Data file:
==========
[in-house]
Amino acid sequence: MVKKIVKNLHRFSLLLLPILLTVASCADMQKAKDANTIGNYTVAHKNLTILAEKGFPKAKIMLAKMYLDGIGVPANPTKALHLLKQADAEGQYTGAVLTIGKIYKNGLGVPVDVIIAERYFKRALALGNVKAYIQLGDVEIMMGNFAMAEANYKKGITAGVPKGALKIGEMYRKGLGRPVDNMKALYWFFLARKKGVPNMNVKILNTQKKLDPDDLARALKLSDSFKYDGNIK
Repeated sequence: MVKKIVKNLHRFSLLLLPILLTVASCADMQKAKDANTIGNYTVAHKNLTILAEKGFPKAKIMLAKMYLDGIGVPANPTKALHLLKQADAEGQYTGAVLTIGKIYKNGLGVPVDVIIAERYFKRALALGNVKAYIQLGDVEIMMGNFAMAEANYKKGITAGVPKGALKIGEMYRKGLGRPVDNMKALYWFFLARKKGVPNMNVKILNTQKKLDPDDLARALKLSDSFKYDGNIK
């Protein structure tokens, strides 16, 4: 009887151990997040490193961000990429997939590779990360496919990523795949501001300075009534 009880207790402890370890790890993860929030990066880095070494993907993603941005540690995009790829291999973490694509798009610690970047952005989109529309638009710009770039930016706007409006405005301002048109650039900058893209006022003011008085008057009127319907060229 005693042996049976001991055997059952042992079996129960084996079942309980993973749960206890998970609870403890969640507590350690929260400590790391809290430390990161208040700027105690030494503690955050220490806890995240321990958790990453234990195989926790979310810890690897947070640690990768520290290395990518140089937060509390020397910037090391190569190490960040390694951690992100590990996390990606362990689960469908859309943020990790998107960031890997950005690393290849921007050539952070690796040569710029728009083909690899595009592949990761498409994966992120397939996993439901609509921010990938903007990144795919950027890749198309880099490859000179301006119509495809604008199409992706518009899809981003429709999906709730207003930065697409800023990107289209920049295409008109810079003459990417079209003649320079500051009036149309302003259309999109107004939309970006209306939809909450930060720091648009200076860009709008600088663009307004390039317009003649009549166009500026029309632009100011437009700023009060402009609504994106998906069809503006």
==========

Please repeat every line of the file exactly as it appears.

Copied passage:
[in-house]
Amino acid sequence: MVKKIVKNLHRFSLLLLPILLTVASCADMQKAKDANTIGNYTVAHKNLTILAEKGFPKAKIMLAKMYLDGIGVPANPTKALHLLKQADAEGQYTGAVLTIGKIYKNGLGVPVDVIIAERYFKRALALGNVKAYIQLGDVEIMMGNFAMAEANYKKGITAGVPKGALKIGEMYRKGLGRPVDNMKALYWFFLARKKGVPNMNVKILNTQKKLDPDDLARALKLSDSFKYDGNIK
Repeated sequence: MVKKIVKNLHRFSLLLLPILLTVASCADMQKAKDANTIGNYTVAHKNLTILAEKGFPKAKIMLAKMYLDGIGVPANPTKALHLLKQADAEGQYTGAVLTIGKIYKNGLGVPVDVIIAERYFKRALALGNVKAYIQLGDVEIMMGNFAMAEANYKKGITAGVPKGALKIGEMYRKGLGRPVDNMKALYWFFLARKKGVPNMNVKILNTQKKLDPDDLARALKLSDSFKYDGNIK
């Protein structure tokens, strides 16, 4: 009887151990997040490193961000990429997939590779990360496919990523795949501001300075009534 009880207790402890370890790890993860929030990066880095070494993907993603941005540690995009790829291999973490694509798009610690970047952005989109529309638009710009770039930016706007409006405005301002048109650039900058893209006022003011008085008057009127319907060229 005693042996049976001991055997059952042992079996129960084996079942309980993973749960206890998970609870403890969640507590350690929260400590790391809290430390990161208040700027105690030494503690955050220490806890995240321990958790990453234990195989926790979310810890690897947070640690990768520290290395990518140089937060509390020397910037090391190569190490960040390694951690992100590990996390990606362990689960469908859309943020990790998107960031890997950005690393290849921007050539952070690796040569710029728009083909690899595009592949990761498409994966992120397939996993439901609509921010990938903007990144795919950027890749198309880099490859000179301006119509495809604008199409992706518009899809981003429709999906709730207003930065697409800023990107289209920049295409008109810079003459990417079209003649320079500051009036149309302003259309999109107004939309970006209306939809909450930060720091648009200076860009709008600088663009307004390039317009003649009549166009500026029309632009100011437009700023009060402009609504994106998906069809503006």